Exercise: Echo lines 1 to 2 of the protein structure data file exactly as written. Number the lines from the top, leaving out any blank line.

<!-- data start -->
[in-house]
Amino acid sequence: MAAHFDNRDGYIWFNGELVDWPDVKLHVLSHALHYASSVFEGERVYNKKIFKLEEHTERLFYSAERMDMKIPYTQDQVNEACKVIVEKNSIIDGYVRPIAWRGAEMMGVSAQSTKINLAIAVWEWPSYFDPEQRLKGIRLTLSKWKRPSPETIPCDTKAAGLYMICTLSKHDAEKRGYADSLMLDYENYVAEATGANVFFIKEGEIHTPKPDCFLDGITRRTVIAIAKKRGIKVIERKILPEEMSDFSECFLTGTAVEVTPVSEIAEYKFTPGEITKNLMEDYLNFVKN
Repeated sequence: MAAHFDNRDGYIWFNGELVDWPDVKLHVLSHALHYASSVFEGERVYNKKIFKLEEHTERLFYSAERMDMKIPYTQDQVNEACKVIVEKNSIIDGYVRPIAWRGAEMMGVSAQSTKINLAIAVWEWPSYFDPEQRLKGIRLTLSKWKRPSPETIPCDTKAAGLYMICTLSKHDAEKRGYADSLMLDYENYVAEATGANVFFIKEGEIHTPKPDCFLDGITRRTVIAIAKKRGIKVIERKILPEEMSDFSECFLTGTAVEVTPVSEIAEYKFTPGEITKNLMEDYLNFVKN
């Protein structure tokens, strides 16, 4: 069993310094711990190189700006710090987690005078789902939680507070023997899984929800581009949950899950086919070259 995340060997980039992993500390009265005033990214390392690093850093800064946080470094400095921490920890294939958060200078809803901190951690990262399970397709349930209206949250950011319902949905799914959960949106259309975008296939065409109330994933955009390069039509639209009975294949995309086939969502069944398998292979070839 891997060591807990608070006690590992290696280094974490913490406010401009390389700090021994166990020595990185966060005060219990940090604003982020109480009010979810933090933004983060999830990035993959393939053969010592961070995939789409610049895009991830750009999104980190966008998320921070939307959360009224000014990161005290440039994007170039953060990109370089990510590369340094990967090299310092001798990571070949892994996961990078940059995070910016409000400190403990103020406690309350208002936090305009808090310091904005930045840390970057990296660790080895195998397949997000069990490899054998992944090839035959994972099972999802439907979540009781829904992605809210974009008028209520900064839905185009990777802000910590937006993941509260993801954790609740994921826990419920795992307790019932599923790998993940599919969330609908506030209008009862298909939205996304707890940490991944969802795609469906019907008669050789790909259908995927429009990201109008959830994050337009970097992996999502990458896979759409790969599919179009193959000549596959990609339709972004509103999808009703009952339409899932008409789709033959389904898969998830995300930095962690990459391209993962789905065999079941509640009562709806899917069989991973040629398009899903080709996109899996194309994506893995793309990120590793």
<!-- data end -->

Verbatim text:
[in-house]
Amino acid sequence: MAAHFDNRDGYIWFNGELVDWPDVKLHVLSHALHYASSVFEGERVYNKKIFKLEEHTERLFYSAERMDMKIPYTQDQVNEACKVIVEKNSIIDGYVRPIAWRGAEMMGVSAQSTKINLAIAVWEWPSYFDPEQRLKGIRLTLSKWKRPSPETIPCDTKAAGLYMICTLSKHDAEKRGYADSLMLDYENYVAEATGANVFFIKEGEIHTPKPDCFLDGITRRTVIAIAKKRGIKVIERKILPEEMSDFSECFLTGTAVEVTPVSEIAEYKFTPGEITKNLMEDYLNFVKN